Chinese financed transport infrastructure projects are fundamentally changing connectivity in East Africa.
Just a year ago, Ethiopia and Kenya were mired in political crises on the brink of potential civil war from inter-tribal conflict. Since then, major changes have taken place in Ethiopia under Prime Minister Abiy Ahmed, who has enacted numerous reforms and brokered a peace deal with neighbouring Eritrea.
After a highly disputed election, Uhuru Kenyatta is once again the President of Kenya. As two of the largest economies on the continent, the two East African powerhouses are at the centre of China’s largest transport infrastructure investments on the continent.
Under the Belt and Road Initiative (BRI), Beijing has financed more than 3,000 strategic infrastructure projects in Africa and provided tens of billions of dollars more in the form of loans. A decade ago, China surpassed the United States to become Africa’s largest trading partner. Ethiopia and Kenya account for a substantial portion of Chinese lending in Africa, along with Djibouti; their debt obligations to China are high and growing.
China is now Kenya’s largest bilateral debt lender and Kenya’s debt to China has increased tenfold in just five years. China has invested approximately $14 billion in Djibouti, much to do with its geostrategic location and hosting of China’s first overseas military base.
China’s most significant railway projects in East Africa are the diesel-powered Mombasa-Nairobi Standard Gauge Railway built in Kenya, and the Addis Ababa-Djibouti Railway, which is the first electrified railway of its kind in Africa.
Both railway projects, costing $3.4 billion for Ethiopia and $3.2 billion for Kenya, are standard gauge railway projects paid for by Chinese loans. The two-year-old light-rail system in Addis Ababa, the Ethiopian capital, was financed by China as well to the tune of $475 million.
Ethiopia asked this year for its debt connected with the railway to be restructured over a longer period of time (30 years) after acquiring significant debt to built its light rail system in the capital and a train line from Addis Ababa to Djibouti.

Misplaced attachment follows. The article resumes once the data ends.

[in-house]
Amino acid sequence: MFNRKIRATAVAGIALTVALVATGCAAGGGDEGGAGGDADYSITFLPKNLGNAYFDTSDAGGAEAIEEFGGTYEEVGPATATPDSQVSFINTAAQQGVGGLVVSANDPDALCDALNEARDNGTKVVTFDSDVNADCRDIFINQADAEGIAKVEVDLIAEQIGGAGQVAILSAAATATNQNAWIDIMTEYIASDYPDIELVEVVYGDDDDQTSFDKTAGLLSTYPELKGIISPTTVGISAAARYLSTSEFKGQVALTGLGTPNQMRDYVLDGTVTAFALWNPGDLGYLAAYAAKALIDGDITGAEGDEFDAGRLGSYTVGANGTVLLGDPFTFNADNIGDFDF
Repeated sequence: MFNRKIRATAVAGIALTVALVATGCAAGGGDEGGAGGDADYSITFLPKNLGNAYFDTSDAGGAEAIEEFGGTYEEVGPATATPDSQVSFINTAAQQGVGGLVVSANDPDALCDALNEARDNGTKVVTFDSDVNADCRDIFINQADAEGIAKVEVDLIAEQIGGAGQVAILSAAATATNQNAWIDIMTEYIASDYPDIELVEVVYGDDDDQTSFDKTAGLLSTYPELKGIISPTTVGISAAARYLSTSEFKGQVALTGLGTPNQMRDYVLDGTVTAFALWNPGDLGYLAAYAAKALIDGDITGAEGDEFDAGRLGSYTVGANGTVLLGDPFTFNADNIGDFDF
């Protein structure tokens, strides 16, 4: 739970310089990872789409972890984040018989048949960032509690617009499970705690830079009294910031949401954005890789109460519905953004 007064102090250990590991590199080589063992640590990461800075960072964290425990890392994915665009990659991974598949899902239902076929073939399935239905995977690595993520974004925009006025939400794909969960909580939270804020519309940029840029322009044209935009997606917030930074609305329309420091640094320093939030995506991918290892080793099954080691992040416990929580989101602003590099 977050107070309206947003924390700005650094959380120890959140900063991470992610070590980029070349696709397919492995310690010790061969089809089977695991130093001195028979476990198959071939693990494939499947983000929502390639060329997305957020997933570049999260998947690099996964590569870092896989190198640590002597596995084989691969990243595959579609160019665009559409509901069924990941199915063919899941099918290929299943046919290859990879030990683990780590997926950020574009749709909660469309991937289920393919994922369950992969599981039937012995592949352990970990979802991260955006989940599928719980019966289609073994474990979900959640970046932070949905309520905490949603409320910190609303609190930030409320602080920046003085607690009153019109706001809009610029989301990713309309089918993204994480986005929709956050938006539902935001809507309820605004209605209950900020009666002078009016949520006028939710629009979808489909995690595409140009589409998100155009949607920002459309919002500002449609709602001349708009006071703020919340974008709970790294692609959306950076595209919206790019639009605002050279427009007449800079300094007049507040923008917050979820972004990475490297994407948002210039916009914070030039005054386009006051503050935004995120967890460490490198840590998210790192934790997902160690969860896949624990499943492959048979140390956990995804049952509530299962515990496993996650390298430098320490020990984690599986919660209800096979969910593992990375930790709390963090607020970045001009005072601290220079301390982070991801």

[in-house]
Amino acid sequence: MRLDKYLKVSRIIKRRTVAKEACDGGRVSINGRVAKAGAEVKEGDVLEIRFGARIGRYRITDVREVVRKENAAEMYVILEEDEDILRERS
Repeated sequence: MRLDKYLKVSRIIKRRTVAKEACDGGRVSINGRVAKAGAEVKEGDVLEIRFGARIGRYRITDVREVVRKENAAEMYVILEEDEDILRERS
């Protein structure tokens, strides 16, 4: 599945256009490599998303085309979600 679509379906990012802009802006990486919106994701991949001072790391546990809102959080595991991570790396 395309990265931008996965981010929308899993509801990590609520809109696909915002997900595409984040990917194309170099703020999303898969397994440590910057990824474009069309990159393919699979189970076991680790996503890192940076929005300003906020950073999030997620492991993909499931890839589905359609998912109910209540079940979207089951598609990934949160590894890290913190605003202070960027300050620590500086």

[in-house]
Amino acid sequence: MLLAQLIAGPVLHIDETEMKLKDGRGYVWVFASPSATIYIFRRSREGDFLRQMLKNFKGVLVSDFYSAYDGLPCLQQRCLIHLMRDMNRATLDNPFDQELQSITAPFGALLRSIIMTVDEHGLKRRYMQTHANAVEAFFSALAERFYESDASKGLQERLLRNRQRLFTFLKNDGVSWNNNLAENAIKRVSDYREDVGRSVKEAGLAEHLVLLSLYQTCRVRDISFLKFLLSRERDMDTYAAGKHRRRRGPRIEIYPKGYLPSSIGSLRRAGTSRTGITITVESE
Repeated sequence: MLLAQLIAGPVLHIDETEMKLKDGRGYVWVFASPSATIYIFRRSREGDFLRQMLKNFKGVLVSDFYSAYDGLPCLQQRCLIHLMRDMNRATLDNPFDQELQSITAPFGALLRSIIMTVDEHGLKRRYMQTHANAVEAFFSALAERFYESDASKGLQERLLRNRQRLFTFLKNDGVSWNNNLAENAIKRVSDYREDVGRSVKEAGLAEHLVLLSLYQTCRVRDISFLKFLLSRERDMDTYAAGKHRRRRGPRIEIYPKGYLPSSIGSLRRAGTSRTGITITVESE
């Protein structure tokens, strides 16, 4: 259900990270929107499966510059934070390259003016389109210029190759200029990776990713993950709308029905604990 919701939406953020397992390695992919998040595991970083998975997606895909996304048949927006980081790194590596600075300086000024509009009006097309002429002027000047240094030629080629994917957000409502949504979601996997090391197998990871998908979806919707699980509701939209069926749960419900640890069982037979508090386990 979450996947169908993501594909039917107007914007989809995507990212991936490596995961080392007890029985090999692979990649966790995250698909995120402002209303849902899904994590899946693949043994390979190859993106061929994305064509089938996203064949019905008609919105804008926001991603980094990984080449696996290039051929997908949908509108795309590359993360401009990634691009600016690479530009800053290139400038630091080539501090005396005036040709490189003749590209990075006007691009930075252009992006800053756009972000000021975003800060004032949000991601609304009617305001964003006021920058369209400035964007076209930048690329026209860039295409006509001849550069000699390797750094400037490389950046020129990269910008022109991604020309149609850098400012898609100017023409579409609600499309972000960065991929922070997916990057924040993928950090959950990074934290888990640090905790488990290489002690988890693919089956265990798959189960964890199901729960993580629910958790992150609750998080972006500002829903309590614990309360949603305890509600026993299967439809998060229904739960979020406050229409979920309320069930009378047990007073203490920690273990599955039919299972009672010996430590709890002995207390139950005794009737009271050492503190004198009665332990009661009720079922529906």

The new lines run much faster and carry millions of tons of cargo per year, which is intended to improve regional trade and reduce road congestion. The new train line cuts the travel time to Djibouti to just 12 hours; the same trip by road could take days. The system is operated by Chinese conductors but Beijing has promised operations would be turned over to local workers after five years.
The two projects have been mired in controversy over their costs. In August 2018, Kenyan authorities arrested two top officials for suspected corruption over the new $3 billion Mombasa-Nairobi railway. Last week, according to a VOA report, the Kenyan government faced a major backlash after the details of its contract with China Exim Bank was released. There are fears that Kenya could potentially lose the Port of Mombasa to the Chinese government if the government-owned Kenya Railways Corporation (KRC) defaults on a substantial payment owed to Exim Bank. Also still in question is the real cost and whether Kenya overpaid for the railway project.
Some countries have pulled out of infrastructure projects with China for this exact concern. The Kenyan railway project has also been criticised for running through Tsavo National Park and Nairobi National Park. On the Addis-Djibouti line, Ethiopian farmers often block the tracks and demand large sums if their animals are killed by the train.
The increasing debt from these projects has many concerned over Ethiopia’s and Kenya’s rapidly growing trade imbalance with China and what this means for the future of the region.